Aby, Amina, Delina and Sara are not the usual “virgins” we see in scripted film or television. They aren’t awkward wallflowers terrified to talk to guys, they’re confident and fun and bold—you wish you could be part of their friend group.

These four characters from the new CBC Gem show virgins! are in their early twenties, living in Toronto and navigating all the messiness of young adult life: family and cultural expectations, paying the bills, proving themselves in the early stages of their careers, and of course, sex and relationships. 

Creator Aden Abebe shares that virgins! took six years to make. The show started out as a web series before being picked up by CBC Gem. Now that the first season is out, she tells me she’s proud to have written a show that a younger Aden would love to see: with diverse and authentic characters, reflective of her own experiences as an Ethiopian woman born and raised in Toronto, and genuinely portraying characters that are choosing not to have sex.

“I didn’t identify with what virginity was being displayed as in mainstream media,” says Abebe. “It definitely made me feel bad growing up.” 

When it comes to sex positive and sexually empowering portrayals of women in TV shows and movies, we’ve come a long way. If you watch some of the biggest blockbusters from 10, 15, or 20 years ago, instances of slut shaming (from both men and other women) are glaringly obvious. But on the other side of the same misogynistic coin is prude shaming—judgment or shame directed at women who haven’t had sex. As Abebe points out, these characters aren’t often portrayed kindly or even authentically.

“It’s always been discussed and showcased from a point of lack. Either this person is repressed in some way or they have daddy issues or mommy issues. Or they’re undesirable.” She’s right—pop culture tends to favour these extreme portrayals of virgins—it’s so rare to see the other multitudes of reasons someone might not be having sex—like asexuality, religious or cultural values, previous sexual assaults or trauma, or the very valid reason of simply not feeling ready or wanting to.

The characters in virgins! are all part of Gen Z, a generation whose attitudes towards sex have largely shifted to be more open-minded, sex positive, and less heteronormative. For many, virginity is mostly a social construct, an antiquated label that can mean different things to different people. There are more conversations focused on consent, safe sex, healthy relationships, and feeling empowered about your sexual choices—even if that means not having sex, which is true for 1 in 3 women aged 18-24. 

Still, a lot of these realities aren’t often shown on screen. It’s rare for a TV show to have four main characters in their early twenties who haven’t had sex—and even more rare that the entire show isn’t the characters being obsessed with “losing it”. Even with short, 10-minute episodes, we see that these are well-rounded characters with full lives and personalities that aren’t defined by their choices to not have sex. “I just wanted to show a storyline about these women that portrayed them as I know my peers to be, which is vibrant and intelligent and sexy and interesting and fun and vivacious and nothing like what we’ve ever seen before about virgins,” Abebe says.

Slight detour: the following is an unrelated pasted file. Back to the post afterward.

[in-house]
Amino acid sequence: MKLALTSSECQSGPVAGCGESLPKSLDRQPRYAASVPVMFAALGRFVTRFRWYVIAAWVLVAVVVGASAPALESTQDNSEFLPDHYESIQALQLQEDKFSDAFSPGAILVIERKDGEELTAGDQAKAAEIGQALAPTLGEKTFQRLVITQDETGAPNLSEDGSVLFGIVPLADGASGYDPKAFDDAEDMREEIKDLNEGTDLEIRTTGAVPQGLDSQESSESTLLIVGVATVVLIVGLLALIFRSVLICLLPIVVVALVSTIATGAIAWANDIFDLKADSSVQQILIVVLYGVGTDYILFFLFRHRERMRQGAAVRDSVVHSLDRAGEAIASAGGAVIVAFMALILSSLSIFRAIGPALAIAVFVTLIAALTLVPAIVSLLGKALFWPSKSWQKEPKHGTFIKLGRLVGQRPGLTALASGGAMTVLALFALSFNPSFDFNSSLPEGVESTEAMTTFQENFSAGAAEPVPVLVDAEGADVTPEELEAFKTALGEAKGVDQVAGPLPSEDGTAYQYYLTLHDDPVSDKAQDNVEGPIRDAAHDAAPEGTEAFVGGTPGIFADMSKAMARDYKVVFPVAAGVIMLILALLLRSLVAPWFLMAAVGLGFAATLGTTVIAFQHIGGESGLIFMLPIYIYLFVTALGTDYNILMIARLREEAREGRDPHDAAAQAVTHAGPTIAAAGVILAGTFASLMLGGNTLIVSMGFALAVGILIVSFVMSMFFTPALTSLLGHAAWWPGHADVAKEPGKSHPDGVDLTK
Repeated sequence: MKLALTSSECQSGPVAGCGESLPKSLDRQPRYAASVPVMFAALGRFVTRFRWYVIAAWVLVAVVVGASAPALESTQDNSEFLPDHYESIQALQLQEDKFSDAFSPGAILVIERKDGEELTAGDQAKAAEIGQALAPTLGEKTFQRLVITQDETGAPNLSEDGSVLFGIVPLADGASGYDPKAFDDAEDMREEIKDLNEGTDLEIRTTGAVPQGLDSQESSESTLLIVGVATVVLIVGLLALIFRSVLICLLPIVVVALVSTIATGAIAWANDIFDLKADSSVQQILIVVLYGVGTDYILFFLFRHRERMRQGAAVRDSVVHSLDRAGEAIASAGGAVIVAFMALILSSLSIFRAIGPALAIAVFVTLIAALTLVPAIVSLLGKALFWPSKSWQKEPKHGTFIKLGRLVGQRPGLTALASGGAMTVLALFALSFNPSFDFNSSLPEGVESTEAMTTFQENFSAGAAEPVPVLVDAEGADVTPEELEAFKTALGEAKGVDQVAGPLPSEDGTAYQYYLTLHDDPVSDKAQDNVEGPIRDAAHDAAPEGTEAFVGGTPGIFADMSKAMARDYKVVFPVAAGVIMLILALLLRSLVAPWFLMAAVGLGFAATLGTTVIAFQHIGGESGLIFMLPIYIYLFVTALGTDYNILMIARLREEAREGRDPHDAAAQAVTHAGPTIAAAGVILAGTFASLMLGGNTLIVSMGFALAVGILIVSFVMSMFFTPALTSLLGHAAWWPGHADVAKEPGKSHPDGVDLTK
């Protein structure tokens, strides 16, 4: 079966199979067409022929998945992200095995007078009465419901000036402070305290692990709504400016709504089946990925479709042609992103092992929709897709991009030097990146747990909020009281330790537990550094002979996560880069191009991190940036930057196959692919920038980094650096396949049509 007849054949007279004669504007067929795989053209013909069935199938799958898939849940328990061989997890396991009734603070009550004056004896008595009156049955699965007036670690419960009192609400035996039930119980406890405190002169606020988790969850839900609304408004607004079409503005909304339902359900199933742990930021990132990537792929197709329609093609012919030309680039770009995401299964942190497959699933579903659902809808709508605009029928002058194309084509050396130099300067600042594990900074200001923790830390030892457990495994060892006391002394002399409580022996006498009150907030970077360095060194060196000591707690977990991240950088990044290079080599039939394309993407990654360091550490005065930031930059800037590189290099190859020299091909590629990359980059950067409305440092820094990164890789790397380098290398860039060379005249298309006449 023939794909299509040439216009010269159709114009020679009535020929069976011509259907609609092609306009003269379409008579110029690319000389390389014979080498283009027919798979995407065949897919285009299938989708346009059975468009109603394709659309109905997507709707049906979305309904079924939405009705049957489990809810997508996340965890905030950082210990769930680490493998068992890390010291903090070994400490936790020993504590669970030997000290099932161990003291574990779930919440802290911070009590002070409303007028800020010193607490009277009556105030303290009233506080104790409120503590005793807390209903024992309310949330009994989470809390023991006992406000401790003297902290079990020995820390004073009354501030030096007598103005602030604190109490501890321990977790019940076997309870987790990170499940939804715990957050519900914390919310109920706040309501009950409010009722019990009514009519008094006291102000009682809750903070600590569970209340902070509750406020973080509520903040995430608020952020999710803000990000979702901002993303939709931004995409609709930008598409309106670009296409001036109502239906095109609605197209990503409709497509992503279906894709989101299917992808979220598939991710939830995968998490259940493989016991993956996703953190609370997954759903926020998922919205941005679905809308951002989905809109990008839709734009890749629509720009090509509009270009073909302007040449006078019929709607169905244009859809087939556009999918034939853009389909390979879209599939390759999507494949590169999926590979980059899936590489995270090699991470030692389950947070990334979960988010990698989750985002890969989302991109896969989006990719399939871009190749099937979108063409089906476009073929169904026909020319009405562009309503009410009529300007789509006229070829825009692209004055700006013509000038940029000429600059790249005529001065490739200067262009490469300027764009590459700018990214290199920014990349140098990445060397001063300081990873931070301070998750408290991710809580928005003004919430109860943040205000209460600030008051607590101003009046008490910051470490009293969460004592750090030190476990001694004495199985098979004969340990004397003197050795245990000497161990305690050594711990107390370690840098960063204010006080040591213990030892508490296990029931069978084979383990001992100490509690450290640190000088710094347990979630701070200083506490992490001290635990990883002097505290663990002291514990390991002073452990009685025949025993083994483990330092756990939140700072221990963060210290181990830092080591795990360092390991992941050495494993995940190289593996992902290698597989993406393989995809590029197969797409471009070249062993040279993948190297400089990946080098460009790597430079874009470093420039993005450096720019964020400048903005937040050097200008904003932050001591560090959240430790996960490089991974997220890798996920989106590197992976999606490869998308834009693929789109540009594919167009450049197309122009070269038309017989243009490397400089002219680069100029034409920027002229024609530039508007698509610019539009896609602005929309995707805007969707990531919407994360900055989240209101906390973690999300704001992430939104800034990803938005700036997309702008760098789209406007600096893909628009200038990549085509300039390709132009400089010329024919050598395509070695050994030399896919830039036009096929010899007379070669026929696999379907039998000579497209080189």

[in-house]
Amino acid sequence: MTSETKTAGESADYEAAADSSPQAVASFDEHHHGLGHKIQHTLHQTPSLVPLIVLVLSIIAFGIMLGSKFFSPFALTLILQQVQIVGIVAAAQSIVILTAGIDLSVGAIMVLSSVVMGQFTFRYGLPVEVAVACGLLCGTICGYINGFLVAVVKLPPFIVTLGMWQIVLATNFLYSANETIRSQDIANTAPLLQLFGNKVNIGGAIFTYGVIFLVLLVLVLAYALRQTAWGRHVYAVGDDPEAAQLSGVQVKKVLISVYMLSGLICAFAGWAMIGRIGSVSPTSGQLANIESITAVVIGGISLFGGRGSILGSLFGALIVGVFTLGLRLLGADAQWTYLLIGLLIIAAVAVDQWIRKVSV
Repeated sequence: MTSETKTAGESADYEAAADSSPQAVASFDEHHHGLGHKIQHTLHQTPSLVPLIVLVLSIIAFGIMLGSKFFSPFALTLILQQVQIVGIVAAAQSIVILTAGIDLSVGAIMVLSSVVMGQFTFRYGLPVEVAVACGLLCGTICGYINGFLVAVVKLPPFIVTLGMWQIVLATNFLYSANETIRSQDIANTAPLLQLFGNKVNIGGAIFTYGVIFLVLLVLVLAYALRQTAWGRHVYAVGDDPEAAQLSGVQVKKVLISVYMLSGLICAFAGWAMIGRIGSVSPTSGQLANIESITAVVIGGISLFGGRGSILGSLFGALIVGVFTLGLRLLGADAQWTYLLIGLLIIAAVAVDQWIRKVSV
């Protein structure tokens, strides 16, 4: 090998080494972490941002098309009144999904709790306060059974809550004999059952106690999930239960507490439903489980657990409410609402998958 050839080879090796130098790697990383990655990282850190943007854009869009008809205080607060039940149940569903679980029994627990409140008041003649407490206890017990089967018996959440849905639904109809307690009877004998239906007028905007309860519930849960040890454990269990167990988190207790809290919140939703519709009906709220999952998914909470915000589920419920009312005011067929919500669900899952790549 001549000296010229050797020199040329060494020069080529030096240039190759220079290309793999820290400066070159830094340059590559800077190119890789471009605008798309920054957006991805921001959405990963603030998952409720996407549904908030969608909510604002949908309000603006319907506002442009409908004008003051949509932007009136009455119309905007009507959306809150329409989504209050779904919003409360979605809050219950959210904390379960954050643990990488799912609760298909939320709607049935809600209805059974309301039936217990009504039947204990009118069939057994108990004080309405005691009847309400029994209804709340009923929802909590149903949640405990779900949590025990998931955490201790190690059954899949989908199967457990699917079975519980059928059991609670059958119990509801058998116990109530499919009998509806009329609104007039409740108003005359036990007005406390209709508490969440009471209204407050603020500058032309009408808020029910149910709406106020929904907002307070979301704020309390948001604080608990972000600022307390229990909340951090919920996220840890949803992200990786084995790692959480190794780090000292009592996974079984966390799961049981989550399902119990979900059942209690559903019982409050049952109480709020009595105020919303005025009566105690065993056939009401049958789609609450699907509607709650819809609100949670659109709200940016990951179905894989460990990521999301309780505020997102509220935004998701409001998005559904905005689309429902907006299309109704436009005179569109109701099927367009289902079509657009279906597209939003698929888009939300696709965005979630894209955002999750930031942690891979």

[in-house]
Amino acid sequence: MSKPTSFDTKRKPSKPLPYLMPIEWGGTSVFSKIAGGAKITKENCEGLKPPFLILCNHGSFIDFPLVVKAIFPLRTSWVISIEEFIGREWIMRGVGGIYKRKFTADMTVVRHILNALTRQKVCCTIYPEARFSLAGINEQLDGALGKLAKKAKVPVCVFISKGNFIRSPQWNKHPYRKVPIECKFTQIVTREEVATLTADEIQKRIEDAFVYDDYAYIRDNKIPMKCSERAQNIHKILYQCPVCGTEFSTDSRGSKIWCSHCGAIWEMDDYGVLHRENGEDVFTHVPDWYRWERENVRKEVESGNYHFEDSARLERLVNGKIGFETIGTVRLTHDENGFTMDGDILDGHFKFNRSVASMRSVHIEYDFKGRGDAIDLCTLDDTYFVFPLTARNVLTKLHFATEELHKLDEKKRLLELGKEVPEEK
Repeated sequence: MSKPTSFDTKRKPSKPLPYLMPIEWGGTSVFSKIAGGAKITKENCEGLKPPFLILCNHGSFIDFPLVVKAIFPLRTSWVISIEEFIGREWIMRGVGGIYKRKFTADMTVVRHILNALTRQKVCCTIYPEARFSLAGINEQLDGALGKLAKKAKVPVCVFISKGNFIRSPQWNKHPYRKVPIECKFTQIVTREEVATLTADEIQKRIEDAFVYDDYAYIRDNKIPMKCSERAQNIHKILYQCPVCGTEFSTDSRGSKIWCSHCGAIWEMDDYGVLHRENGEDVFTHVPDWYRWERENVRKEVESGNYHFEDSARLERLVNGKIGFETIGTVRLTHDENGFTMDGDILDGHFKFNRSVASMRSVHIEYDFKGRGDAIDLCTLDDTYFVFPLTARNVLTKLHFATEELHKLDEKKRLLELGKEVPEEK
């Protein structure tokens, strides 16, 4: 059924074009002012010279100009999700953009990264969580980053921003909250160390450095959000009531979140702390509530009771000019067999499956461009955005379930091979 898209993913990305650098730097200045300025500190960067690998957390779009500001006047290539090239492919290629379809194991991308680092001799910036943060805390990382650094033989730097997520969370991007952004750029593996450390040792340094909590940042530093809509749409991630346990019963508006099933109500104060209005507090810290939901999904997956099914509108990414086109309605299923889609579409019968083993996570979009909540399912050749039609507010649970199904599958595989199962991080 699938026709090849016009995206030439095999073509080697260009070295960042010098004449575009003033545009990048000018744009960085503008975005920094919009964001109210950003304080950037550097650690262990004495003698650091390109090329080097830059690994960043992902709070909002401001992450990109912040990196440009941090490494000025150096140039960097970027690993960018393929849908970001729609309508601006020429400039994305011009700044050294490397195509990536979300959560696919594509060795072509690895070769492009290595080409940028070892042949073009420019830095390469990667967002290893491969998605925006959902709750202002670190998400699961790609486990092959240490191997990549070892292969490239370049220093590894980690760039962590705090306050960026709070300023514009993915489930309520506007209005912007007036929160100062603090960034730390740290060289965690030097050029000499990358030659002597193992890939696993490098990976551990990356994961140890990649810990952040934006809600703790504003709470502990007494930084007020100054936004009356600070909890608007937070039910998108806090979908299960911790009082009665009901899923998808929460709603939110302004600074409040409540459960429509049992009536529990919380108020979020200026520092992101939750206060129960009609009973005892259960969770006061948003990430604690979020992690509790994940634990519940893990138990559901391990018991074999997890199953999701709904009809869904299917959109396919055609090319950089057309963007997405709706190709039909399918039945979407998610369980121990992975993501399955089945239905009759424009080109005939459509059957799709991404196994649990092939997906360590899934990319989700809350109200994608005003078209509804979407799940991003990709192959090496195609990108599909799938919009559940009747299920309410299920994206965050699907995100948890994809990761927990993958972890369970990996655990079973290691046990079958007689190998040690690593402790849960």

Another smart choice Abebe made with virgins! is showing the different perspectives each of the four women have on sex, and why they’re not having it. Much like in real life, their reasons for being a virgin are all different and valid personal choices. Amina, for example, is described as the “Apprehensive-Queer virgin”, while Delina is the “Bride-of-Christ virgin.” “Just because we come from a similar set of family values and cultural values, our personal values and reasons can be diverse as well,” she says. “I really wanted each character to feel like an individual and to have a very distinct journey that they were going on and a distinct opinion on who they are.”

While there are countless examples of on-screen virgins as one-dimensional stereotypes, Abebe mentions Jane the Virgin as an example of a show that tackled virginity in a sensitive, nuanced and comical way. “I really loved how she wasn’t rushed or pressured to have sex and she chose to do it on her own terms. And she also was straddling two cultural spheres.” 

This is also a huge theme in virgins!, as the characters are all from East African households (Ethiopian, Eritrean, Sudanese, and Somali) but are also very much rooted in Canadian culture. We see the conflict that arises when values from the two worlds don’t quite align, something Abebe has experienced personally.

“Being someone who was born and raised in this country and of this culture but also was raised in a home with a different set of values and culture—sometimes you feel really isolated, you feel like nobody understands you. There’s this middle space that you live in, these two worlds that you’re straddling.”

Abebe tells me about these moments of joy and relief in her own life when she would meet someone from her own community and form an instant understanding over having to navigate the same tricky middle ground. The result, as we see in virgins!, is an enviably strong and connected friendship group, that Abebe describes as a sisterhood. 

Virgins! leaves viewers with lots to think about. There’s a lot we see on screen that we haven’t seen very much of before. Abebe hopes it sparks some conversations about sex, relationships, friendships, culture, and community—and makes people feel seen. “I would love for people to identify and feel this sense of love and community and sisterhood in watching the show.”

Virgins! is streaming now on CBC Gem.